Everyone knows I love everything China! My wife’s friend, Wei, who is a native of China gave her some Pu’er tea to try, and it had been sitting around the place for some time. She also, just the other day, gave her a tea brewing set. So, today I decide to give it a go.
Pu’er or pu-erh is a variety of fermented tea produced in the Yunnan province of China. Fermentation in the context of tea production involves microbial fermentation and oxidation of the tea leaves, after they have been dried and rolled. This process is a Chinese specialty and produces tea known as 黑茶 hēichá (literally, ‘black tea’) commonly translated as ‘dark tea’. This type of tea is different from what is known as black tea in English, which in Chinese is called 红茶 hóngchá(literally, ‘red tea’).
Pu’er traditionally begins as a raw product known as “rough” máochá (毛茶) and can be sold in this form or pressed into a number of shapes and sold as “raw” shēngchá (生茶). Both of these forms then undergo the complex process of gradual fermentation and maturation with time. The wòduī (渥堆) fermentation process developed in 1973 by the Kunming Tea Factory created a new type of pu’er tea. This process involves an accelerated fermentation into “ripe” shóuchá (熟茶) which is then stored loose or pressed into various shapes. The fermentation process was adopted at the Menghai Tea Factory shortly after and technically developed there.The legitimacy of shóuchá is disputed by some traditionalists in contrast to aged teas. All types of pu’er can be stored to mature before consumption, which is why it is commonly labeled with the year and region of production.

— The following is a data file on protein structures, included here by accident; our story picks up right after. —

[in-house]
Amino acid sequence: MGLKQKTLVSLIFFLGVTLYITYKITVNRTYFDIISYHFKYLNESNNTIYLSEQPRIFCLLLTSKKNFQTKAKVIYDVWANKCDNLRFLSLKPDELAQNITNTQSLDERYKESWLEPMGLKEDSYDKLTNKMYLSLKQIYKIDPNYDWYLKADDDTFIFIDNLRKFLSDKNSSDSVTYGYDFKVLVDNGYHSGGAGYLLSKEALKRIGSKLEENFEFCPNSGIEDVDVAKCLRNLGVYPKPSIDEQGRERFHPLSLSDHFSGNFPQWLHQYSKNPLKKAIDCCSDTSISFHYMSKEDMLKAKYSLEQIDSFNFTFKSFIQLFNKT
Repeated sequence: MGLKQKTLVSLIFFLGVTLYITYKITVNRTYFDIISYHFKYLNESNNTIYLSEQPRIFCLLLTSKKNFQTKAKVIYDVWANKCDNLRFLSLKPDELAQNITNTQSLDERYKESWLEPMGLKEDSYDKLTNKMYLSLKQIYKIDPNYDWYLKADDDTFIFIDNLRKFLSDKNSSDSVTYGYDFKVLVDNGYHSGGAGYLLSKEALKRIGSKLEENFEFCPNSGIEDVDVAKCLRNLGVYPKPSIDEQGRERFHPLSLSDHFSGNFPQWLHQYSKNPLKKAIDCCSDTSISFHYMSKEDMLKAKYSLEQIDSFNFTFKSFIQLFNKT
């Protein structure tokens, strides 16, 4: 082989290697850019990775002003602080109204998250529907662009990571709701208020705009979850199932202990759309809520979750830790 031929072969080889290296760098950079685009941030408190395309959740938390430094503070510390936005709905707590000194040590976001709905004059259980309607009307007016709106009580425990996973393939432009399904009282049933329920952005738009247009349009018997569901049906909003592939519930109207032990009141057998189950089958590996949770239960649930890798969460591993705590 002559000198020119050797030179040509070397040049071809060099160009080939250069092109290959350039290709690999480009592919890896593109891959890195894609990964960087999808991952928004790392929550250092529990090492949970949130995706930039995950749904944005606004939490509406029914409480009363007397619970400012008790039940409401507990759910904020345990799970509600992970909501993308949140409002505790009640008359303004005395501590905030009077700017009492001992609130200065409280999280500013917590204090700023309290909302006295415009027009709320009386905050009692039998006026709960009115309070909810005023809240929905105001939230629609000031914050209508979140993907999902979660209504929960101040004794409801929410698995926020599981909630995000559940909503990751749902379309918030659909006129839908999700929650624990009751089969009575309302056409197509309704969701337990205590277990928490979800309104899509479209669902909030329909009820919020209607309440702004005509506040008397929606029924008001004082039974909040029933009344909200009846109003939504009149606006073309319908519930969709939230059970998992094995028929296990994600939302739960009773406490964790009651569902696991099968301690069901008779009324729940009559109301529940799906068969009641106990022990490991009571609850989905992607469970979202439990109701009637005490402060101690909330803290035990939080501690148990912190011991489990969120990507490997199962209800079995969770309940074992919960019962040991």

I was amazed at how awesome it is! The citrus variety, as far as I understand, comes packed in mandarin oranges that you steep along with the tea. I’m drinking it over ice. I don’t know if that is traditional, but I’m not necessarily interested in that as I am not quite a tea snob. All I know is that everyone should try it!